How to Be a Friend: An Ancient Guide to True Friendship


Product Details

$16.95  $15.76
Princeton University Press
Publish Date
4.8 X 6.9 X 1.2 inches | 0.55 pounds

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About the Author

Philip Freeman is the editor and translator of How to Grow Old, How to Win an Election, and How to Run a Country (all Princeton). He is the author of many books, including Searching for Sappho (Norton) and Oh My Gods: A Modern Retelling of Greek and Roman Myths (Simon & Schuster). He holds the Fletcher Jones Chair of Western Culture at Pepperdine University and lives in Malibu, California.


"Cicero's indispensable dialogue, presented here in a lively new translation, is one of the most important treatments of friendship in the ancient world--and not only the ancient world. Cicero balances a poignant picture of the deep love of genuine friends with a shrewd analysis of practical and political relationships. This work illuminates friendship today and highlights the changes that, like everything with a history, it has undergone with time."--Alexander Nehamas, author of On Friendship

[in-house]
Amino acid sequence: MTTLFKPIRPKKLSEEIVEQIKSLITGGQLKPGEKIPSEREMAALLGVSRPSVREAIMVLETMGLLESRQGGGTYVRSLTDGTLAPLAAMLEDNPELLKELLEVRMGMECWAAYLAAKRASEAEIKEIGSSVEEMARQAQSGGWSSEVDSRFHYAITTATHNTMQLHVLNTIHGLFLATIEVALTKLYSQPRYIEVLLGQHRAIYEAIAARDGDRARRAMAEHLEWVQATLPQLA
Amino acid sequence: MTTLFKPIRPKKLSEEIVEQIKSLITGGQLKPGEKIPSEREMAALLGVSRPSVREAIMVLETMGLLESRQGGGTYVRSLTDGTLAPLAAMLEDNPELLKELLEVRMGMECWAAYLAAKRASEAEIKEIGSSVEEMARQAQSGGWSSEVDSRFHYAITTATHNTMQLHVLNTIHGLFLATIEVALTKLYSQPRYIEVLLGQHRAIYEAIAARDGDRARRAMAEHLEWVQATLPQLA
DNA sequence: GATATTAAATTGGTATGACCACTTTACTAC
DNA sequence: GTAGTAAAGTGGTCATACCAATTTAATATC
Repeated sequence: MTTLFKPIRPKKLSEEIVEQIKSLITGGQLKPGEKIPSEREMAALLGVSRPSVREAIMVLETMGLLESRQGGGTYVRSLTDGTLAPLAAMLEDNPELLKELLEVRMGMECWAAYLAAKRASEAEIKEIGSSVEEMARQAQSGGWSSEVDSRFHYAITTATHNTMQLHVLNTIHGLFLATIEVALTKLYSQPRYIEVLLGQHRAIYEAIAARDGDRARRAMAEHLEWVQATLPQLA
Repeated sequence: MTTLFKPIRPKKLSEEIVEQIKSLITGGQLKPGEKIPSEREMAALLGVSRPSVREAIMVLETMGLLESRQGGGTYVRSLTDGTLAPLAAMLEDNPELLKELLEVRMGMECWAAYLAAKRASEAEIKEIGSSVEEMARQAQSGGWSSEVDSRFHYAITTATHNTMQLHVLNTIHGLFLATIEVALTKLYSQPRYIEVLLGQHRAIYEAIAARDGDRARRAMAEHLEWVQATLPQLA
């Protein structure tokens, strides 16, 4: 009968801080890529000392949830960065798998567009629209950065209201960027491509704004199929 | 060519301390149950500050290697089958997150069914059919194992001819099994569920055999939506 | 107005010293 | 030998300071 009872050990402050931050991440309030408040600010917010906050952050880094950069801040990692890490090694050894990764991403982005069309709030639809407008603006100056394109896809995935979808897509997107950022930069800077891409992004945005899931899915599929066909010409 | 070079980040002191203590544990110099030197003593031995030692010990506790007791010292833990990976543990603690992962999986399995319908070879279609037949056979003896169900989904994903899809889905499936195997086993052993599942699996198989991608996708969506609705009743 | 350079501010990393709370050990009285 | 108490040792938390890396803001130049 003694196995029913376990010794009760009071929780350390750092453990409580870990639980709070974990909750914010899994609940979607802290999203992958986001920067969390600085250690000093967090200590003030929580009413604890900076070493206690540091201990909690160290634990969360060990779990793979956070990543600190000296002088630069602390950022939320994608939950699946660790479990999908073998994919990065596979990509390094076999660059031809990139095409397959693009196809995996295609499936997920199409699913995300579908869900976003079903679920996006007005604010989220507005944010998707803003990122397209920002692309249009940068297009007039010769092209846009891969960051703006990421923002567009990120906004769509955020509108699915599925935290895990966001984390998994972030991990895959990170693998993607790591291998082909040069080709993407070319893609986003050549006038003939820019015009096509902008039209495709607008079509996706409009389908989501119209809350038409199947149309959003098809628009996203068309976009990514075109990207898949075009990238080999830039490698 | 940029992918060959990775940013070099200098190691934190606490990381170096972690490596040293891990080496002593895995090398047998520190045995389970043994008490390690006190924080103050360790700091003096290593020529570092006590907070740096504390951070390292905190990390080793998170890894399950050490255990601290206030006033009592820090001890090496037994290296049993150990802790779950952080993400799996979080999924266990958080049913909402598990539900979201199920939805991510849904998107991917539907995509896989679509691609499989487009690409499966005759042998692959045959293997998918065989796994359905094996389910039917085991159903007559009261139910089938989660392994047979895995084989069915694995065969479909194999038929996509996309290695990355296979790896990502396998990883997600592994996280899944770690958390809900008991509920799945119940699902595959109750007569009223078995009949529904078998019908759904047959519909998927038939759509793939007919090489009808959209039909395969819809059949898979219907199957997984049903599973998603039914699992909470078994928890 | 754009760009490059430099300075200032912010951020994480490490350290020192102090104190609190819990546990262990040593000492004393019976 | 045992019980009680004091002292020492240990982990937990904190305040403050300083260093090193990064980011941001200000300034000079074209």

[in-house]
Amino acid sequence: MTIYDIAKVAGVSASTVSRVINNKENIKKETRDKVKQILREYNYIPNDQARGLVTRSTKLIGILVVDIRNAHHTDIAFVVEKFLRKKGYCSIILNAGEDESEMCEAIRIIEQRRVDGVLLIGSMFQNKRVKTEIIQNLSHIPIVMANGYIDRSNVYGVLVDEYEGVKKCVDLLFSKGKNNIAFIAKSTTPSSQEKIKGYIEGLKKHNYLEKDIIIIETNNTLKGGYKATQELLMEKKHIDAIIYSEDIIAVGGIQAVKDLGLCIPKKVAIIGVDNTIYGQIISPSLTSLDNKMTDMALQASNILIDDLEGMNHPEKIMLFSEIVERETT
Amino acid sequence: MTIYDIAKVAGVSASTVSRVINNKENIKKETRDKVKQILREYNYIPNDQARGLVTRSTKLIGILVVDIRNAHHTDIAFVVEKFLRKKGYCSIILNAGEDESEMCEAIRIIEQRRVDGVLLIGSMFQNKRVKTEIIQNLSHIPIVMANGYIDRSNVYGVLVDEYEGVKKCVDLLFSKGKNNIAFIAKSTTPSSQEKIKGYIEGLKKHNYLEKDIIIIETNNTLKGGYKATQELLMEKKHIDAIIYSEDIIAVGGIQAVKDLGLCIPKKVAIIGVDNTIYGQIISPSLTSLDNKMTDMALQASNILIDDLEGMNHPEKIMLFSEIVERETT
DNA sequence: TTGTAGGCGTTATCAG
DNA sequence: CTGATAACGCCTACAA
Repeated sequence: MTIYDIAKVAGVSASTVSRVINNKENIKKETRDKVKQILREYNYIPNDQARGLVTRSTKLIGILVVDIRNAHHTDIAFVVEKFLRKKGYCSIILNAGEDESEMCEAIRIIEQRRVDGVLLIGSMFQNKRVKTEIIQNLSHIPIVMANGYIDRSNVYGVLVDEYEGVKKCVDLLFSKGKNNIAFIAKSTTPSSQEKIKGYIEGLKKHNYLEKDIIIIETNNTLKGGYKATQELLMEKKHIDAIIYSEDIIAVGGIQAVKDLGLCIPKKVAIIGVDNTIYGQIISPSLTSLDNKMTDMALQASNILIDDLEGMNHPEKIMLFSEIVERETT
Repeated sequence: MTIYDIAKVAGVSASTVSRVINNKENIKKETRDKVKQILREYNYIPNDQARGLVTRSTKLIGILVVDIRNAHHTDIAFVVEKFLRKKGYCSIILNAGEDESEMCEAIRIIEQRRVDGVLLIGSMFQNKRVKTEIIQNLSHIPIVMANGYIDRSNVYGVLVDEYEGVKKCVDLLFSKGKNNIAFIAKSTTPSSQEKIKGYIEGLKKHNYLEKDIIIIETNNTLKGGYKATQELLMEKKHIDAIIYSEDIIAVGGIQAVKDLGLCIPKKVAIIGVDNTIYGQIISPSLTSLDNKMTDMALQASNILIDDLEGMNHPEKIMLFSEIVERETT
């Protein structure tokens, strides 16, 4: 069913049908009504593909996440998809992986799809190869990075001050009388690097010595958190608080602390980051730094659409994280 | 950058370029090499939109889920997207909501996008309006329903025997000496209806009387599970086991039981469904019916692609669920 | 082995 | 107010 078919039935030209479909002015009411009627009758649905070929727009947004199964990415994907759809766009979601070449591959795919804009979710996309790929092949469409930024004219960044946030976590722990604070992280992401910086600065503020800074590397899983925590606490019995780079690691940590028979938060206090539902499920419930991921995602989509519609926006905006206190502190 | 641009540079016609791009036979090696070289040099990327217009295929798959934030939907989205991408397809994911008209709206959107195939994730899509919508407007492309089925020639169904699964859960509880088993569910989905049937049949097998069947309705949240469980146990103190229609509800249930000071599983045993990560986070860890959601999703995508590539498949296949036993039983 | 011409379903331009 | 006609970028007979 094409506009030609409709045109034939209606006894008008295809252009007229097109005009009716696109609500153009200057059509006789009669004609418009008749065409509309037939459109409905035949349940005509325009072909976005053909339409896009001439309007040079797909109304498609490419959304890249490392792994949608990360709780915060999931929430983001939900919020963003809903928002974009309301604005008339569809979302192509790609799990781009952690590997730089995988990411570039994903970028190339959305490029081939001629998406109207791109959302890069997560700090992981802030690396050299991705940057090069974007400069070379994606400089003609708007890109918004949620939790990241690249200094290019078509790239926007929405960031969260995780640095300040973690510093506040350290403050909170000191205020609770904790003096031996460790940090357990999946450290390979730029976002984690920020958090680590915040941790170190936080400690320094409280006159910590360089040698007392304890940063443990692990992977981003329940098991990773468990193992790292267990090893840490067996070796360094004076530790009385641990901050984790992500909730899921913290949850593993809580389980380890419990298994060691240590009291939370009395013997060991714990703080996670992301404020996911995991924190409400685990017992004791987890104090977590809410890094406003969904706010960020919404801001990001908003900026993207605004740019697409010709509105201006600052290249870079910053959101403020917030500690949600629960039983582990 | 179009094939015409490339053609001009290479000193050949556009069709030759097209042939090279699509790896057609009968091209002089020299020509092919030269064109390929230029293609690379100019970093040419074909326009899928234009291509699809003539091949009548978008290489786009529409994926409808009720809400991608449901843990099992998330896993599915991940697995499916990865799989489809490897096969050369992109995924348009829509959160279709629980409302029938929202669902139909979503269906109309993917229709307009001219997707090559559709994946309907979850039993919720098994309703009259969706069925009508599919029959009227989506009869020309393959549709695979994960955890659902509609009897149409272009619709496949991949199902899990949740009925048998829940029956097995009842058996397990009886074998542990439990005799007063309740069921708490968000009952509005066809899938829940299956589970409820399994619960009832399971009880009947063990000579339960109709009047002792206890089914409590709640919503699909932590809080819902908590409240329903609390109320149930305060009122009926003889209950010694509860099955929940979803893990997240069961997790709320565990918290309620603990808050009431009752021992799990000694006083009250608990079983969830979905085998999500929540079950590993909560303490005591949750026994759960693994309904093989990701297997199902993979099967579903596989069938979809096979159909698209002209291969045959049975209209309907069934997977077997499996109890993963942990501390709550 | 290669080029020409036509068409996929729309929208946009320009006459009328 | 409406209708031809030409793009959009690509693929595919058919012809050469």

"Originally written in 44 BC, the advice in this book is as timely as ever, perhaps even more so in view of the changing nature of friendship to include the online dimension."--Paradigm Explorer
"This splendid new translation puts Cicero's dialogue on friendship--one of the great works of literature--into fluent, contemporary English. In an era of hollow social media 'friendships, ' these mature thoughts on how to separate friends from flatterers are timely and welcome."--Michael Fontaine, Cornell University
"[A]stutely translated . . . . We learn that friendship is, in the end, an art form."---Tracy Lee Simmons, City Journal